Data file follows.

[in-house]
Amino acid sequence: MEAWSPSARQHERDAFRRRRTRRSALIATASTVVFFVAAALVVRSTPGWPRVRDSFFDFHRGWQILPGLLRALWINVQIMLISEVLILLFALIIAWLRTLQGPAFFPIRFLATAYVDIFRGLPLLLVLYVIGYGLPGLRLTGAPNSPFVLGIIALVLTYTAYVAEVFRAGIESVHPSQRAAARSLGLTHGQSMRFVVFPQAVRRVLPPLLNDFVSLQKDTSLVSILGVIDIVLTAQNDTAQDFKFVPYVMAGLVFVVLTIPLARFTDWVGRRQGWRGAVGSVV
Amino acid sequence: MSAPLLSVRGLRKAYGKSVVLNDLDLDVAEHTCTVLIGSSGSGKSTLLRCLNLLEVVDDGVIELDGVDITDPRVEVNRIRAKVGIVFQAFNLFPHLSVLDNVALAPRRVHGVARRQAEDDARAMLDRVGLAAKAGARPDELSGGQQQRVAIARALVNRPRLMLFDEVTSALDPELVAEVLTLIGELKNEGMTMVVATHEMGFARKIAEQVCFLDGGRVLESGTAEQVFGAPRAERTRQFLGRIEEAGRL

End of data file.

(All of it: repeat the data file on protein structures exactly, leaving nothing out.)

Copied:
[in-house]
Amino acid sequence: MEAWSPSARQHERDAFRRRRTRRSALIATASTVVFFVAAALVVRSTPGWPRVRDSFFDFHRGWQILPGLLRALWINVQIMLISEVLILLFALIIAWLRTLQGPAFFPIRFLATAYVDIFRGLPLLLVLYVIGYGLPGLRLTGAPNSPFVLGIIALVLTYTAYVAEVFRAGIESVHPSQRAAARSLGLTHGQSMRFVVFPQAVRRVLPPLLNDFVSLQKDTSLVSILGVIDIVLTAQNDTAQDFKFVPYVMAGLVFVVLTIPLARFTDWVGRRQGWRGAVGSVV
Amino acid sequence: MSAPLLSVRGLRKAYGKSVVLNDLDLDVAEHTCTVLIGSSGSGKSTLLRCLNLLEVVDDGVIELDGVDITDPRVEVNRIRAKVGIVFQAFNLFPHLSVLDNVALAPRRVHGVARRQAEDDARAMLDRVGLAAKAGARPDELSGGQQQRVAIARALVNRPRLMLFDEVTSALDPELVAEVLTLIGELKNEGMTMVVATHEMGFARKIAEQVCFLDGGRVLESGTAEQVFGAPRAERTRQFLGRIEEAGRL